Oh Hey, Katie Button and Rosio Sánchez: Marie Claire Gets On the Lady Chef Train

Marie Claire Gets On the Lady Chef Train 

And only two of the six awesome women working in food were asked about clothing, which makes our hearts happy (and Elle magazine to continue to look pretty bad).

Realizing that women in food are what you might call a. big. deal, Marie Claire features six women working in food in the December issue’s “Fresh Faces” series. In the group, there’s Celestine Maddy, a founder of a cult gardening magazine (which now thinking about it sounds even cooler than Cherry Bombe); Sue Chan, the brand director of the Momofuku empire; and Emma Zimmerman, a manager of a heritage grain flour mill (because heritage grains are the new hot kale). And then there are the women whose names are already becoming well-known: Tamar Adler, author and host of a new food column in the New York Times Magazine; Katie Button, a James Beard-nominated chef and the host of that baller international TV series World’s Best Chef; and Rosio Sánchez, pastry chef extraordinaire and about-to-be taco legend for Rene Redzepi. And so yeah, none of these women are over 40 years old and they’re officially cooler than anyone we’ve ever met. Seriously, does everyone look as cool as Sánchez when they’re at the farmer’s market??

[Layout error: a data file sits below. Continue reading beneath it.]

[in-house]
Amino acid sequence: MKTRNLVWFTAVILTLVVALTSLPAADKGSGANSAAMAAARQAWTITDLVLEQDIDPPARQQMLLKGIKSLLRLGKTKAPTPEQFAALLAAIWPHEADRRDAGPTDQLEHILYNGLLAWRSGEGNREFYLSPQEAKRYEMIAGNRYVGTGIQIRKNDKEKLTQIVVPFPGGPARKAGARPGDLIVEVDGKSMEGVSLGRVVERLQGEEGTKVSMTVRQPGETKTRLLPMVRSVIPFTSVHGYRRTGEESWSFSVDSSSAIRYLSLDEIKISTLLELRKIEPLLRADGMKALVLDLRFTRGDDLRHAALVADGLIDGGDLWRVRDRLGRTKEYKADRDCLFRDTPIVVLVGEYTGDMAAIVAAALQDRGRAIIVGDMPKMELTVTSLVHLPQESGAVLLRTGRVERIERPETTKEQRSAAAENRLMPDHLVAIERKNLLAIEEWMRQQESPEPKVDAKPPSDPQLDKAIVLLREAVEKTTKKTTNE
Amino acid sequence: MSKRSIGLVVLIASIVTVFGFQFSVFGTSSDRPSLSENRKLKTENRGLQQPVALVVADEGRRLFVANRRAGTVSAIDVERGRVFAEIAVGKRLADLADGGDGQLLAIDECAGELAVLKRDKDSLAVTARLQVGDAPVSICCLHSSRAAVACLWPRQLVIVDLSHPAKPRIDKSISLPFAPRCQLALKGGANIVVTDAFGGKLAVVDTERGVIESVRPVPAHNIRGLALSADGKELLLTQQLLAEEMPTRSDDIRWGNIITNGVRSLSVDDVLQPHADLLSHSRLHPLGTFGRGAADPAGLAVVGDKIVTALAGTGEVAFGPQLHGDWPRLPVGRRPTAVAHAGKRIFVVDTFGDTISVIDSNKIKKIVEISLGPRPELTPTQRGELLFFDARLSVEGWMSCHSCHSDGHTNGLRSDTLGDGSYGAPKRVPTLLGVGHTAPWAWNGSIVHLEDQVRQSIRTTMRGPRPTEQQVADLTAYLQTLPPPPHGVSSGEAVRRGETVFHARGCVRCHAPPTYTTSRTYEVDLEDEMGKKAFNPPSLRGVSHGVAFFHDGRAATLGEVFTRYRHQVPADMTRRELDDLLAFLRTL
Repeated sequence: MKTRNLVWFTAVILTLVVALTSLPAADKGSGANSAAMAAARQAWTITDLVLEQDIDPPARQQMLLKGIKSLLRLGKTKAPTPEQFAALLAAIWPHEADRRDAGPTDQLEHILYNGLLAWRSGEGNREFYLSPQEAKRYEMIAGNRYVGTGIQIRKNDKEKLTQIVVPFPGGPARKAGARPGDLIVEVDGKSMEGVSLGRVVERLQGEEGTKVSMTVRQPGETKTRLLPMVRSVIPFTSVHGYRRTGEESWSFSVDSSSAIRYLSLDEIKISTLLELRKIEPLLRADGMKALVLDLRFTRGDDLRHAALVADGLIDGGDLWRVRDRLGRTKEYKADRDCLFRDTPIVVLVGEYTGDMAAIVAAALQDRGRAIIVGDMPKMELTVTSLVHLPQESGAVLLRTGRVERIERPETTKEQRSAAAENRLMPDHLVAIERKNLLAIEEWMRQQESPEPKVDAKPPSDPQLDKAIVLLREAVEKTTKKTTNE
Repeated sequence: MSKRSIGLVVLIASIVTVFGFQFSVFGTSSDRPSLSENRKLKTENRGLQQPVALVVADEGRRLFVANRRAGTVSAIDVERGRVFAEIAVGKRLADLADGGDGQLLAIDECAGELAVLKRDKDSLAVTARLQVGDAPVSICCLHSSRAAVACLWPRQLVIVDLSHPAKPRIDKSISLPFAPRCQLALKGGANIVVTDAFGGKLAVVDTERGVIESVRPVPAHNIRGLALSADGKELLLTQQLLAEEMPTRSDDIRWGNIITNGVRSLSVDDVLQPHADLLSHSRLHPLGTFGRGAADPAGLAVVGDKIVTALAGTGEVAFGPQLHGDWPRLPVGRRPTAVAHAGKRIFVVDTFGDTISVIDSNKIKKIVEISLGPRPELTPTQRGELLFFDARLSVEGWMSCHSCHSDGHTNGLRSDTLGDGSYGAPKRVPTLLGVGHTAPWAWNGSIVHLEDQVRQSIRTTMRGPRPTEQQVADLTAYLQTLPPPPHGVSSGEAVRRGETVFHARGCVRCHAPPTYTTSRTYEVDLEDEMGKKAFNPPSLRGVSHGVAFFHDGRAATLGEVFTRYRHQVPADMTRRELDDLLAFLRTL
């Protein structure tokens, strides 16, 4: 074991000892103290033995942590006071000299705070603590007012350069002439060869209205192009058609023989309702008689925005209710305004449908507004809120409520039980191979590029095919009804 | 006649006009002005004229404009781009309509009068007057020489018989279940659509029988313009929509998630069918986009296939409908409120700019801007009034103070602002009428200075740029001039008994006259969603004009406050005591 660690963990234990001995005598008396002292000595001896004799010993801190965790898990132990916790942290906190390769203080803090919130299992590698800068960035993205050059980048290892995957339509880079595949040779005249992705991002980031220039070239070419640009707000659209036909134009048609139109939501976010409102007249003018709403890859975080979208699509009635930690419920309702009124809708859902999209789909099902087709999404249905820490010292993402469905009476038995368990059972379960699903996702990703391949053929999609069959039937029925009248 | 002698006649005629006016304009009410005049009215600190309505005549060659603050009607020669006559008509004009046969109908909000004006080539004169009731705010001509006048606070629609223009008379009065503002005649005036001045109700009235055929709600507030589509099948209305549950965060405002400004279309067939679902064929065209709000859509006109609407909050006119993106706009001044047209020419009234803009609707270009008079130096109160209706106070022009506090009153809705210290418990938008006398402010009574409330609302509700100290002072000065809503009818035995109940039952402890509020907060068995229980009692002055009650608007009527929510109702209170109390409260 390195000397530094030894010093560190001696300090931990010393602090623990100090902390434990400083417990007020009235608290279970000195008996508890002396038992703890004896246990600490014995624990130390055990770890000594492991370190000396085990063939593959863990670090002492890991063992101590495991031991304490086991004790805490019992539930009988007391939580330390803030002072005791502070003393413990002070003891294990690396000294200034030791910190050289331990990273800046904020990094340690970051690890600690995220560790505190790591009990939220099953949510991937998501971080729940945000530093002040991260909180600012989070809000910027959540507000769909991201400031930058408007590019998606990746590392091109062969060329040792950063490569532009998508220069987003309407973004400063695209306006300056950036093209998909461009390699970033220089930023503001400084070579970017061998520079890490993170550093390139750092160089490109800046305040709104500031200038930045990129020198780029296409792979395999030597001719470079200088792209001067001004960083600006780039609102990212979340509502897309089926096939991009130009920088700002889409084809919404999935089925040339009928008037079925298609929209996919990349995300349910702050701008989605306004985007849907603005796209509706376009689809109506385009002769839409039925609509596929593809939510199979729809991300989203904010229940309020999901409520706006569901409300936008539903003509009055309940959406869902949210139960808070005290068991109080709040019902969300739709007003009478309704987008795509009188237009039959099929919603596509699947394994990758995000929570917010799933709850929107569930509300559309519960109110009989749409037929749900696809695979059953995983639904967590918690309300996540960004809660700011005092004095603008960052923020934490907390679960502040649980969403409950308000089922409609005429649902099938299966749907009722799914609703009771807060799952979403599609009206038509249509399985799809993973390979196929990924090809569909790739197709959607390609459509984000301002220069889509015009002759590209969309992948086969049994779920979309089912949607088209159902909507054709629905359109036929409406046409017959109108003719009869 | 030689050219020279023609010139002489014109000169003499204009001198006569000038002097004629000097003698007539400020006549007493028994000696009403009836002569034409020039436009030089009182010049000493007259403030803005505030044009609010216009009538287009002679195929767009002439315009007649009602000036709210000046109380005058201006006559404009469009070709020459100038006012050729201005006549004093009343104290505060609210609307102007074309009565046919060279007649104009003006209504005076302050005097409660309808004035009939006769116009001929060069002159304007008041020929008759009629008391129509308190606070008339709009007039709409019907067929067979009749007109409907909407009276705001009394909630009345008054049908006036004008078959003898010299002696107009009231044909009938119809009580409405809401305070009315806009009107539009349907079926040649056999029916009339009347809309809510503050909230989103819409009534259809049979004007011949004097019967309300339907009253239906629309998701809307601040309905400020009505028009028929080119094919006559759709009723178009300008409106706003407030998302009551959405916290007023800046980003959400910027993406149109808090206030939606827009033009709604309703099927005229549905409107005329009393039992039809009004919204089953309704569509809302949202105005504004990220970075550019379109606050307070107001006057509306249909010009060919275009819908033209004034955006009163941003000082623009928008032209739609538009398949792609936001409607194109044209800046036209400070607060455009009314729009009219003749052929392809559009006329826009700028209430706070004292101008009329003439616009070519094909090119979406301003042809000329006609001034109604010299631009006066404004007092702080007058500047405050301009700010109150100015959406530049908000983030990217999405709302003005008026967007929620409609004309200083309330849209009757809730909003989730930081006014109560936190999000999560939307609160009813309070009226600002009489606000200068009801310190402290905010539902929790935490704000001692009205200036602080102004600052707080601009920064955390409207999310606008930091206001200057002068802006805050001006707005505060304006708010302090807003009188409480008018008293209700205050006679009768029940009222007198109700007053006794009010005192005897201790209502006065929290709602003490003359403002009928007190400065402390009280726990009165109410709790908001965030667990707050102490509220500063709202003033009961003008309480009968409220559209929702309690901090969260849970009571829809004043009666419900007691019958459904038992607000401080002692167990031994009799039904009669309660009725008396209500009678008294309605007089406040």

Some of the best lines from the article? Sánchez drops tidbits about the new taco venture with Redzepi, saying that she only wants to create a space that’s “fun” and that she’s “not looking for another Michelin star.” Adler was a brunch line cook for three months for Gabrielle Hamilton’s restaurant Prune, and says she “would have to go out the night before and get hammered just to fall asleep.” Most definitely Button’s reactions while filming World’s Best Chef:

Biggest challenge? Controlling her expression on camera as she tasted out-there dishes like Brazilian chef Alex Atala’s giant ant on pineapple (“An explosion of flavor. I want more ants!”) and Italian chef Massimo Bottura’s “brilliant” dessert made with hare’s blood. “Instead of letting me take a bite with my own spoon, he fed me. I’m kind of reserved; we just met and he’s shoving food in my mouth. I was like, ‘Dude.'”

DUDE. The image of Bottura feeding someone is an image our minds won’t soon forget.

Also awesome: Chan talks a bit about the Toklas Society, which she founded as a way for women in the industry to get to know each other. Chan also says she’s working on an incubator program for female chefs and entrepreneurs. From the article:

Along with two colleagues, Chan founded the Toklas Society, which hosts meet-ups and panels for women in the industry. “We were all craving support,” she says. “We wanted to be able to call up a friend at another company and talk shop, get some advice. Being women in a very male-dominated industry—it’s not that we felt there was sexism, but we definitely feel that knowledge is power.”

And now we know these six names.

[Marie Claire]

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Image via Nikolaj Møller/Marie Claire

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